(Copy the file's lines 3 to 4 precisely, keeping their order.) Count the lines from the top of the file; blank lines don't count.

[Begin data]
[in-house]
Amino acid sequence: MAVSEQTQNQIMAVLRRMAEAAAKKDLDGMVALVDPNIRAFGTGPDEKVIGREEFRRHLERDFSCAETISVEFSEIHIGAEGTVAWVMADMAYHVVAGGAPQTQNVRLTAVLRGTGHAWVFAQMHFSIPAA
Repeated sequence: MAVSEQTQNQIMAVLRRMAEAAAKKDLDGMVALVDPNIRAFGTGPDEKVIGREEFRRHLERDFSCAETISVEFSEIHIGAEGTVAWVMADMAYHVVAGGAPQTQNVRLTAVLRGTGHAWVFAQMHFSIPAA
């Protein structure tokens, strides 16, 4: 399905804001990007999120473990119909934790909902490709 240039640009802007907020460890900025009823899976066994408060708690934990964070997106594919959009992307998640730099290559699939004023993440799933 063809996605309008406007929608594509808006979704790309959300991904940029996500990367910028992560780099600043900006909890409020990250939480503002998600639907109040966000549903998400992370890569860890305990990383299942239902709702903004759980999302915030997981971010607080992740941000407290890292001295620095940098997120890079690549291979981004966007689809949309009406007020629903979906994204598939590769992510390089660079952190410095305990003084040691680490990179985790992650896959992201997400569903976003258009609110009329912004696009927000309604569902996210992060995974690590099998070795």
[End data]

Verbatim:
Repeated sequence: MAVSEQTQNQIMAVLRRMAEAAAKKDLDGMVALVDPNIRAFGTGPDEKVIGREEFRRHLERDFSCAETISVEFSEIHIGAEGTVAWVMADMAYHVVAGGAPQTQNVRLTAVLRGTGHAWVFAQMHFSIPAA
């Protein structure tokens, strides 16, 4: 399905804001990007999120473990119909934790909902490709 240039640009802007907020460890900025009823899976066994408060708690934990964070997106594919959009992307998640730099290559699939004023993440799933 063809996605309008406007929608594509808006979704790309959300991904940029996500990367910028992560780099600043900006909890409020990250939480503002998600639907109040966000549903998400992370890569860890305990990383299942239902709702903004759980999302915030997981971010607080992740941000407290890292001295620095940098997120890079690549291979981004966007689809949309009406007020629903979906994204598939590769992510390089660079952190410095305990003084040691680490990179985790992650896959992201997400569903976003258009609110009329912004696009927000309604569902996210992060995974690590099998070795």